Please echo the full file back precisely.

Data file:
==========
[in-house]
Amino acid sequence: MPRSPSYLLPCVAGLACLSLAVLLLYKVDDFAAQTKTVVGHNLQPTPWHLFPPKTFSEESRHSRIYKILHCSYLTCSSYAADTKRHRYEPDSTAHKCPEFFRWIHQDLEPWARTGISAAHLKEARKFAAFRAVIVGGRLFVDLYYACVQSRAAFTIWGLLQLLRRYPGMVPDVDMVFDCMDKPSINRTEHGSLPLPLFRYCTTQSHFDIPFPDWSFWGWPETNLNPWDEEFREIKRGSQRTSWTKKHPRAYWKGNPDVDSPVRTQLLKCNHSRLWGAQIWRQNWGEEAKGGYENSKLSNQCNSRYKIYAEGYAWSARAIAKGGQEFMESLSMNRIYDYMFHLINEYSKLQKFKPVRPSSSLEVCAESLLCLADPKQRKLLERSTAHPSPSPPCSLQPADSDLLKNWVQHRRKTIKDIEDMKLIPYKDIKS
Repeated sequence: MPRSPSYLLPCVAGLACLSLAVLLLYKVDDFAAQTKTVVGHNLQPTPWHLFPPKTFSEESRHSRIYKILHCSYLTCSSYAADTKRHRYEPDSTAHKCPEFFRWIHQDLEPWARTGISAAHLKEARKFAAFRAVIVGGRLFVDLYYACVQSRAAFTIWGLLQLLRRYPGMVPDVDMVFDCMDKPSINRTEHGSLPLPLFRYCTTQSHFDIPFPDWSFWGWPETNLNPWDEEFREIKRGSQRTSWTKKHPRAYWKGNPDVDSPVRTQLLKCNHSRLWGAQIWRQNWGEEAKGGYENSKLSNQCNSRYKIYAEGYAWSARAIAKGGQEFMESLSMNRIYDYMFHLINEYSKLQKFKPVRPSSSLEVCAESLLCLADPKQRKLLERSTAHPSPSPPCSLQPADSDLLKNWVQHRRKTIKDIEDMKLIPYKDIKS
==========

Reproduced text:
[in-house]
Amino acid sequence: MPRSPSYLLPCVAGLACLSLAVLLLYKVDDFAAQTKTVVGHNLQPTPWHLFPPKTFSEESRHSRIYKILHCSYLTCSSYAADTKRHRYEPDSTAHKCPEFFRWIHQDLEPWARTGISAAHLKEARKFAAFRAVIVGGRLFVDLYYACVQSRAAFTIWGLLQLLRRYPGMVPDVDMVFDCMDKPSINRTEHGSLPLPLFRYCTTQSHFDIPFPDWSFWGWPETNLNPWDEEFREIKRGSQRTSWTKKHPRAYWKGNPDVDSPVRTQLLKCNHSRLWGAQIWRQNWGEEAKGGYENSKLSNQCNSRYKIYAEGYAWSARAIAKGGQEFMESLSMNRIYDYMFHLINEYSKLQKFKPVRPSSSLEVCAESLLCLADPKQRKLLERSTAHPSPSPPCSLQPADSDLLKNWVQHRRKTIKDIEDMKLIPYKDIKS
Repeated sequence: MPRSPSYLLPCVAGLACLSLAVLLLYKVDDFAAQTKTVVGHNLQPTPWHLFPPKTFSEESRHSRIYKILHCSYLTCSSYAADTKRHRYEPDSTAHKCPEFFRWIHQDLEPWARTGISAAHLKEARKFAAFRAVIVGGRLFVDLYYACVQSRAAFTIWGLLQLLRRYPGMVPDVDMVFDCMDKPSINRTEHGSLPLPLFRYCTTQSHFDIPFPDWSFWGWPETNLNPWDEEFREIKRGSQRTSWTKKHPRAYWKGNPDVDSPVRTQLLKCNHSRLWGAQIWRQNWGEEAKGGYENSKLSNQCNSRYKIYAEGYAWSARAIAKGGQEFMESLSMNRIYDYMFHLINEYSKLQKFKPVRPSSSLEVCAESLLCLADPKQRKLLERSTAHPSPSPPCSLQPADSDLLKNWVQHRRKTIKDIEDMKLIPYKDIKS